Published: Sat, July 06, 2019
Global News | By Blake Casey

Justice Department presses for census citizenship question

Justice Department presses for census citizenship question

President Donald Trump said Friday he was weighing an executive order to overcome a Supreme Court ruling blocking his administration from adding a question about citizenship to the 2020 USA census, which opponents say is politically motivated. Two issues that could determine the distribution of political power for the next decade await resolution on the Supreme Court's final day of decisions before a long summer break.

Trump on Friday said the "number one" reason for adding the question was for the drawing of electoral districts, which is not the legal reason the administration originally gave for adding it.

According to the Washington Post, after the Supreme Court ruled against adding the question to the census, Commerce Secretary Wilbur Ross confirmed the department began printing the forms without the question on it.

Trump on Friday said he's considering invoking an executive order to include the citizenship question on the census.

The administration argued for evidence gathering for the Maryland-based lawsuits to be put on hold while the administration continues searching for a new reason to add the question.

But with a series of tweets, Trump injected uncertainty back into the citizenship question matter: "We are absolutely moving forward, as we must, because of the importance of the answer to this question".

But on Wednesday Trump stunned his own Commerce and Justice Departments, announcing via Twitter that he would continue fighting to add the question.

"It's one of the ways that we're thinking about doing it, very seriously", he said, despite the fact that the government has already begun the process of printing the census questionnaire without that question.

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Trump administration officials have been scrambling in the aftermath of a Supreme Court ruling on June 27 that blocked the inclusion of the question, saying administration officials had given a "contrived" rationale for including it.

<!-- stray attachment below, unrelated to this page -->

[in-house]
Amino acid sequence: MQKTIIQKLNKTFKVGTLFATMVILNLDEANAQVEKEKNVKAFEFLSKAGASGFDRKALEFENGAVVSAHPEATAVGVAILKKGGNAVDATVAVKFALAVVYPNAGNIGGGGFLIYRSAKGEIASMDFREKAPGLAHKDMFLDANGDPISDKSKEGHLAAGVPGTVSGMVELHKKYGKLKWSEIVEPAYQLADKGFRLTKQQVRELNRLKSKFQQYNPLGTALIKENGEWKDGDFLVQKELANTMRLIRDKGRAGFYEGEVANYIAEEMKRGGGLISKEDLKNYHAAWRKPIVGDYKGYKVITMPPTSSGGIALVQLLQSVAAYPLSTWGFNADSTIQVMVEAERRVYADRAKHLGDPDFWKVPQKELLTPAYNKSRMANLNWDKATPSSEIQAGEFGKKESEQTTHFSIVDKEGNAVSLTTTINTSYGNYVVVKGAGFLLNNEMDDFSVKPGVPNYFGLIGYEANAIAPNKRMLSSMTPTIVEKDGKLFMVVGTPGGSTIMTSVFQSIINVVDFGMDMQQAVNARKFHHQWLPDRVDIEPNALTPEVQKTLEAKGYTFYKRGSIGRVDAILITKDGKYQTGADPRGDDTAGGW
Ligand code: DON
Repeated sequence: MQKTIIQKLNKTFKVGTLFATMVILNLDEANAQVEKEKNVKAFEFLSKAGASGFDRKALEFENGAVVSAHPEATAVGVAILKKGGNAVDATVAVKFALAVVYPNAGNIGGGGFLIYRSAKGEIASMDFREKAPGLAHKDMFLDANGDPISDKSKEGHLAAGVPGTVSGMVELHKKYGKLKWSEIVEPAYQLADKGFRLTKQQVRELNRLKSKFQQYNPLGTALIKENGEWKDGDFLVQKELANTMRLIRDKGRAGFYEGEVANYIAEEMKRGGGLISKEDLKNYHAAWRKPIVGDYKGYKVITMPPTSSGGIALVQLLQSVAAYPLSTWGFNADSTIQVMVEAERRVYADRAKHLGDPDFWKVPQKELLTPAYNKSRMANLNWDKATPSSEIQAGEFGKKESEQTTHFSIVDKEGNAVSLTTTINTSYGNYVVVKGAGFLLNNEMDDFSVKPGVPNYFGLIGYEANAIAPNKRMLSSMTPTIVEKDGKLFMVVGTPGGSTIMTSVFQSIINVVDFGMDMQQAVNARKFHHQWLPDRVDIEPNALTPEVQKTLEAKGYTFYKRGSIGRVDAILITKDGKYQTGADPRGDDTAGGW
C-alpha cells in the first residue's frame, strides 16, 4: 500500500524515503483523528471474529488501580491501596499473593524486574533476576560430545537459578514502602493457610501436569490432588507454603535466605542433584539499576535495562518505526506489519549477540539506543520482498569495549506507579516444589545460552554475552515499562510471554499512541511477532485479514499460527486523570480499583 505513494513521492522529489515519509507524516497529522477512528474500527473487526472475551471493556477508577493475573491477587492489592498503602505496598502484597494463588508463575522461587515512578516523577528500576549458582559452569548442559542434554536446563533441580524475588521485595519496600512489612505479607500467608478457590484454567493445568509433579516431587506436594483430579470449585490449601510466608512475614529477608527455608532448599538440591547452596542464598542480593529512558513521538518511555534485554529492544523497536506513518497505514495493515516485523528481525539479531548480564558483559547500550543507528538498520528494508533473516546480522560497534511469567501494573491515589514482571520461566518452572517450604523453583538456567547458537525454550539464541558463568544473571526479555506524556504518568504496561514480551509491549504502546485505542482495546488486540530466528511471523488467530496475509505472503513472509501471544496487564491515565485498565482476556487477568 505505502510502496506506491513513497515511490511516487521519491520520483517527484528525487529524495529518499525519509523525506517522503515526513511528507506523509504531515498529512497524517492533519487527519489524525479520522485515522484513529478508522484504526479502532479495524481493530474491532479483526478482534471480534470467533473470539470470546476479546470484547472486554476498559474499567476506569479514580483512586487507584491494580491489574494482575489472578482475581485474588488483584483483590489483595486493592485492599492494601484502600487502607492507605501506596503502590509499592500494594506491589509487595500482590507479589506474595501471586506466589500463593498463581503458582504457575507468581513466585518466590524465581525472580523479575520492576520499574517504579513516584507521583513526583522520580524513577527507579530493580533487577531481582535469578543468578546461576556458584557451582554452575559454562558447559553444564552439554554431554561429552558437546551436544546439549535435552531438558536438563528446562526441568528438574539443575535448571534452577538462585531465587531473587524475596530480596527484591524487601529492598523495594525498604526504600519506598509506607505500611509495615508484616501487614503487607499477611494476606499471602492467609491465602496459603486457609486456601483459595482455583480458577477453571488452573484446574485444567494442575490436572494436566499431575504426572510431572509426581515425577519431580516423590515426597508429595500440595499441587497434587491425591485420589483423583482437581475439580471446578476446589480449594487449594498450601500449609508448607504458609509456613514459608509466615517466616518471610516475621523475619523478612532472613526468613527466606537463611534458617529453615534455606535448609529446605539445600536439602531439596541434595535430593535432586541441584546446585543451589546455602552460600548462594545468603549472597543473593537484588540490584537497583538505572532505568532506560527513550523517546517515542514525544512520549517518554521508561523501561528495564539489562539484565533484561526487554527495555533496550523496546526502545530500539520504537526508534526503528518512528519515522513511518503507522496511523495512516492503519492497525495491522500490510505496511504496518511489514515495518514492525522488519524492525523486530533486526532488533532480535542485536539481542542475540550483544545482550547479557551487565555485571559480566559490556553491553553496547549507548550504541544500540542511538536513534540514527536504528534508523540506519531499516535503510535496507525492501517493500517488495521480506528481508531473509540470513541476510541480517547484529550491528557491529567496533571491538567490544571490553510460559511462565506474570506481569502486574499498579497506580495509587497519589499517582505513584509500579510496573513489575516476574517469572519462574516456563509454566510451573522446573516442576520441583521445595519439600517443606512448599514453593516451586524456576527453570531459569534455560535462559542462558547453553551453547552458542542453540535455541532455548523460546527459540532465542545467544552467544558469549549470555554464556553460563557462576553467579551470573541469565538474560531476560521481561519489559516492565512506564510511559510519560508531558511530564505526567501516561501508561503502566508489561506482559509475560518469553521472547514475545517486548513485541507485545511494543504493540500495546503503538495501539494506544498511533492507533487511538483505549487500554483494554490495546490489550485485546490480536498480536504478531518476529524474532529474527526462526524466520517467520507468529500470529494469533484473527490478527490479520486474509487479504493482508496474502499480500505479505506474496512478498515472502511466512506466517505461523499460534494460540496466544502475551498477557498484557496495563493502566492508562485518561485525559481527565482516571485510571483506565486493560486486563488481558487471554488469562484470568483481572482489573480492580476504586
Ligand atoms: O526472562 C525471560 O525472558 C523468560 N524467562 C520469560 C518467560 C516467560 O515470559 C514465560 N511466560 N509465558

"We'll see what happens", Trump told reporters Friday as he set out for a long weekend at his summer retreat in New Jersey.

U.S. District Judge George Hazel-currently presiding over a separate case in Maryland that claims the question was racially motivated-asked Justice Department lawyers to state definitively what the administration is doing by 2 p.m.

Hours later Justice Department lawyers told a lower court judge that they were blindsided by Trump's tweet.

The Trump administration had said the question was being added to aid in the enforcement of the Voting Rights Act, which protects minority voters' access to the ballot box.

He also suggested that a query on the decennial population survey about citizenship could be added at a later date even if it is not on the questionnaire now being printed.

Judge Hazel demanded the government present its plan by Friday afternoon, forcing lawyers to work through the July 4 holiday to come up with a new rationale that they hoped could pass muster with the Supreme Court. The court took the rare step of taking up the case directly from a trial court in NY before an appeals court had weighed in.

"Regardless of the justification defendants may now find for a "new" decision, discovery related to the origins of the question will remain relevant", Hazel wrote, referencing the legal process for gathering evidence.

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